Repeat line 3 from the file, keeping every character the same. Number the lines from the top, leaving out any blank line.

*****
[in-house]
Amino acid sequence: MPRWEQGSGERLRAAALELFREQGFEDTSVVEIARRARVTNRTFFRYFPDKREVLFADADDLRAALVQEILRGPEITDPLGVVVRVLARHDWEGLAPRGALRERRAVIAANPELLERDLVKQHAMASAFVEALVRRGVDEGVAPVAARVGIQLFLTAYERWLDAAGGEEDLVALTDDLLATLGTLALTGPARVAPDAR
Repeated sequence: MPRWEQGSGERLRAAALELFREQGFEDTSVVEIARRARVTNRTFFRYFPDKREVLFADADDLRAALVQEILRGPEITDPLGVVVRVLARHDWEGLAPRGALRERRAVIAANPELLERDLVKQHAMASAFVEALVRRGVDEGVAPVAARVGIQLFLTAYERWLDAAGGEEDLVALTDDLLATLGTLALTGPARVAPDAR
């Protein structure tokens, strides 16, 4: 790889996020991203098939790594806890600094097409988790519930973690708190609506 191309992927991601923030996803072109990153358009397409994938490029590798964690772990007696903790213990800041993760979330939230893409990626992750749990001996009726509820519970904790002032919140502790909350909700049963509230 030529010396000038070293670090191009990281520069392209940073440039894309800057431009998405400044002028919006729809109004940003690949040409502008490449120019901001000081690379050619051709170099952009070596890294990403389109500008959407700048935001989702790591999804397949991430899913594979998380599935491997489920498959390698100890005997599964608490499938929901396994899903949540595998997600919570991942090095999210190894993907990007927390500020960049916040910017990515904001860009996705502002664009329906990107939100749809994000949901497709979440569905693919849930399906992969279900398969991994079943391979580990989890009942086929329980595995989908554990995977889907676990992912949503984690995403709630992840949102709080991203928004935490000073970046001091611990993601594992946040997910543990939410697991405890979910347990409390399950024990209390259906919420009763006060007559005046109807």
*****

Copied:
Repeated sequence: MPRWEQGSGERLRAAALELFREQGFEDTSVVEIARRARVTNRTFFRYFPDKREVLFADADDLRAALVQEILRGPEITDPLGVVVRVLARHDWEGLAPRGALRERRAVIAANPELLERDLVKQHAMASAFVEALVRRGVDEGVAPVAARVGIQLFLTAYERWLDAAGGEEDLVALTDDLLATLGTLALTGPARVAPDAR